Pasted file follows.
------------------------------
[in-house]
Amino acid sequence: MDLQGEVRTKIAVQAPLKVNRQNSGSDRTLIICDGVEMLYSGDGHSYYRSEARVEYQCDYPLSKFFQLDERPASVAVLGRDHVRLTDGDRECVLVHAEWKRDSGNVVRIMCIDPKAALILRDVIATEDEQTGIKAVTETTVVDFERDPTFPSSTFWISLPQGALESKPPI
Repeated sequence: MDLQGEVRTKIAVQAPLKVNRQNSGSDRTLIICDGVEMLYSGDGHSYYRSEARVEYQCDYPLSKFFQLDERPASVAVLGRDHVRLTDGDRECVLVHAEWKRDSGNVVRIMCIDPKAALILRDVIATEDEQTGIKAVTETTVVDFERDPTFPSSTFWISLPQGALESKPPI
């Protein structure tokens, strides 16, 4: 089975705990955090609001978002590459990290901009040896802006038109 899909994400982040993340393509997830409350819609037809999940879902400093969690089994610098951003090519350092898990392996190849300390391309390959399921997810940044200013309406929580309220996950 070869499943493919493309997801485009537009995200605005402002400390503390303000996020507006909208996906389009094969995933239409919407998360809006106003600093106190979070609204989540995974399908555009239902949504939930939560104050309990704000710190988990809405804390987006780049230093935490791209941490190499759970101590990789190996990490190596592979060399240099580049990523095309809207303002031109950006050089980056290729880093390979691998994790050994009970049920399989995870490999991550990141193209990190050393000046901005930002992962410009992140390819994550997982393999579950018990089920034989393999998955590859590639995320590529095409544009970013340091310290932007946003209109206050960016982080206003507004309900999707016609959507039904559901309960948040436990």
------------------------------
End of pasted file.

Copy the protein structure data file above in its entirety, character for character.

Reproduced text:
[in-house]
Amino acid sequence: MDLQGEVRTKIAVQAPLKVNRQNSGSDRTLIICDGVEMLYSGDGHSYYRSEARVEYQCDYPLSKFFQLDERPASVAVLGRDHVRLTDGDRECVLVHAEWKRDSGNVVRIMCIDPKAALILRDVIATEDEQTGIKAVTETTVVDFERDPTFPSSTFWISLPQGALESKPPI
Repeated sequence: MDLQGEVRTKIAVQAPLKVNRQNSGSDRTLIICDGVEMLYSGDGHSYYRSEARVEYQCDYPLSKFFQLDERPASVAVLGRDHVRLTDGDRECVLVHAEWKRDSGNVVRIMCIDPKAALILRDVIATEDEQTGIKAVTETTVVDFERDPTFPSSTFWISLPQGALESKPPI
């Protein structure tokens, strides 16, 4: 089975705990955090609001978002590459990290901009040896802006038109 899909994400982040993340393509997830409350819609037809999940879902400093969690089994610098951003090519350092898990392996190849300390391309390959399921997810940044200013309406929580309220996950 070869499943493919493309997801485009537009995200605005402002400390503390303000996020507006909208996906389009094969995933239409919407998360809006106003600093106190979070609204989540995974399908555009239902949504939930939560104050309990704000710190988990809405804390987006780049230093935490791209941490190499759970101590990789190996990490190596592979060399240099580049990523095309809207303002031109950006050089980056290729880093390979691998994790050994009970049920399989995870490999991550990141193209990190050393000046901005930002992962410009992140390819994550997982393999579950018990089920034989393999998955590859590639995320590529095409544009970013340091310290932007946003209109206050960016982080206003507004309900999707016609959507039904559901309960948040436990």